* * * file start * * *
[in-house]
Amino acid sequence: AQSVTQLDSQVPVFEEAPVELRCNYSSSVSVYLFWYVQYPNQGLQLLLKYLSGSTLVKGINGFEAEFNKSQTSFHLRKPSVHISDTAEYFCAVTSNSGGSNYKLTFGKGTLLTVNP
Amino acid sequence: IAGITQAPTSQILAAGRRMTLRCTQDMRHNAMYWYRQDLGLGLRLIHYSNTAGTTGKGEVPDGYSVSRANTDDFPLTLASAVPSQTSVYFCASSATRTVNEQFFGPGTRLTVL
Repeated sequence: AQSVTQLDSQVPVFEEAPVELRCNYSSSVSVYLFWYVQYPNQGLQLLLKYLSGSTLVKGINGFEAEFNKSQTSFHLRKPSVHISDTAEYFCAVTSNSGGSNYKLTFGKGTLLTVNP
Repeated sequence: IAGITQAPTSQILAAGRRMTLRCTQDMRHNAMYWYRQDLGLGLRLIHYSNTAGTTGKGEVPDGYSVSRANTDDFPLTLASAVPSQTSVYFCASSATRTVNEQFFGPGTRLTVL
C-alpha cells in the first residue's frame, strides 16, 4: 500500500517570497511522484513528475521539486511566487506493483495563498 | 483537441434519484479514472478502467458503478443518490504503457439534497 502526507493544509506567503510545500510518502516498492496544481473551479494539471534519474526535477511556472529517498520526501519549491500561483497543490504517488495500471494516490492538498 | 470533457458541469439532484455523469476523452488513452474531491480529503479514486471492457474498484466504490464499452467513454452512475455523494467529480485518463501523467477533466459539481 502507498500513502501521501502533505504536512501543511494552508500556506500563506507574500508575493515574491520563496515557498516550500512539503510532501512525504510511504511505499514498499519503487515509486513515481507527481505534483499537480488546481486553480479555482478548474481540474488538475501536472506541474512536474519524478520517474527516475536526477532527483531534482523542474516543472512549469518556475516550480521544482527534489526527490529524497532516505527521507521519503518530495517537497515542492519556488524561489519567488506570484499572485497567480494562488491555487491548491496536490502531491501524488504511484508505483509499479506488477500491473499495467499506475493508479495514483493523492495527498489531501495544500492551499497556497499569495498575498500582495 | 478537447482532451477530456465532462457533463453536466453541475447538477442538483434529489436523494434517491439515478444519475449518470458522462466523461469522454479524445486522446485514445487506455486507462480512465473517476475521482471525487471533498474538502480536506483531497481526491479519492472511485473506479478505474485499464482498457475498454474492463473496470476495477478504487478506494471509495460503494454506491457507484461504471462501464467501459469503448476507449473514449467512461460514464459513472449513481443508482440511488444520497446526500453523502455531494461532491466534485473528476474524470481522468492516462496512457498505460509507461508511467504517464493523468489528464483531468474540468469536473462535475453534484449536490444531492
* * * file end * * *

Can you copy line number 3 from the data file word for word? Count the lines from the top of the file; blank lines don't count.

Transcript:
Amino acid sequence: IAGITQAPTSQILAAGRRMTLRCTQDMRHNAMYWYRQDLGLGLRLIHYSNTAGTTGKGEVPDGYSVSRANTDDFPLTLASAVPSQTSVYFCASSATRTVNEQFFGPGTRLTVL